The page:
Judge to rule soon on bail for Edin Enamorado’s ‘Justice 8’ street-vendor advocates

A San Bernardino County Superior Court judge on Friday, Jan. 26, said he would rule soon on a prosecutor’s request to keep a group’s leader and six of his followers held without bail as they face accusations that their advocacy for street vendors went beyond exercising their First Amendment right to protest and extended into assault and other crimes.

Judge John Wilkerson in Victorville said he could rule before the next hearing, which he scheduled for Feb. 9. Eight people were arrested on Dec. 14 and have pleaded not guilty to all charges.

The delay disappointed an overflow crowd of some 40 supporters who say 36-year-old Upland resident Edin Alex Enamorado fights for marginalized and oppressed people who have no voice. Several supporters interviewed before the hearing said they believed his tactics did not amount to a crime.

“The seven people who are incarcerated, they stood up for people’s rights,” said Adam Espinoza, 60, who said he came down from San Francisco for the hearing and wore a T-shirt that read “Justice for the 8.”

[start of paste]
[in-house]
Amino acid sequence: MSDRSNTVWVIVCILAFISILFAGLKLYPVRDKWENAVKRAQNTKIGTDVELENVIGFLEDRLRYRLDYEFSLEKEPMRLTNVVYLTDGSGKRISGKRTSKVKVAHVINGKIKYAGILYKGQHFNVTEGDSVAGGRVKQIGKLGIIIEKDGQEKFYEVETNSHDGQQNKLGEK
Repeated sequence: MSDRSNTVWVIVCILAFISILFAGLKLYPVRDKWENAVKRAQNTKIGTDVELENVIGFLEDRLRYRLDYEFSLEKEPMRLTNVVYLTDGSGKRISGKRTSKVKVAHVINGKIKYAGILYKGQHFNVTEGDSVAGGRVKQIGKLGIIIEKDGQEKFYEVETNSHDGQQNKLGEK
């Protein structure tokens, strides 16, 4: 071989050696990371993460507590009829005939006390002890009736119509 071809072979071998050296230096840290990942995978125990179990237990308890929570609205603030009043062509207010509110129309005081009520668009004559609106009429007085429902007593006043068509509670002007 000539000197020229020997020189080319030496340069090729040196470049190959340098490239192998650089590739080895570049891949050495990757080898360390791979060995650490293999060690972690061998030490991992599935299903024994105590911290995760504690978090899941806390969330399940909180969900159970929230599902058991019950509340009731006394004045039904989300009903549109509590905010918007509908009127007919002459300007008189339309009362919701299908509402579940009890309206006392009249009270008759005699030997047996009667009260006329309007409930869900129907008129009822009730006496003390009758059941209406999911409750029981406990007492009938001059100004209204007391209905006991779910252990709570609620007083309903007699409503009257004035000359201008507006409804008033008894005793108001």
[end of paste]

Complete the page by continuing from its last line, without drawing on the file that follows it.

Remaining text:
Charges against the eight include making criminal threats, assault with a deadly weapon, false imprisonment and conspiracy. One of the eight is not being held because he was accused of less serious crimes. The crimes allegedly happened in San Bernardino and Los Angeles counties.

Sheriff Shannon Dicus has said the accused “use racism to threaten and intimidate their victims, causing them to get on their knees to beg for forgiveness while still assaulting them.”

Friday, Deputy District Attorney John Richardson told the judge, “No condition of release can reasonably protect the public.”

Enamorado’s attorney, Nicholas Rosenberg, spoke to supporters for about 20 minutes on the courthouse steps after the hearing in what was part informational speech and part pep rally. As most of the crowd filmed him with their phones, Rosenberg led them in a chant of “Get Alex Out.”

Rosenberg promised that Enamorado would show up to court if he were released on bail.

“I believe my client does not pose a risk to any of the victims, my client does not pose a risk to the members of the general public, and I believe my client will not fail to appear, because it is in his interest to get justice,” Rosenberg said.

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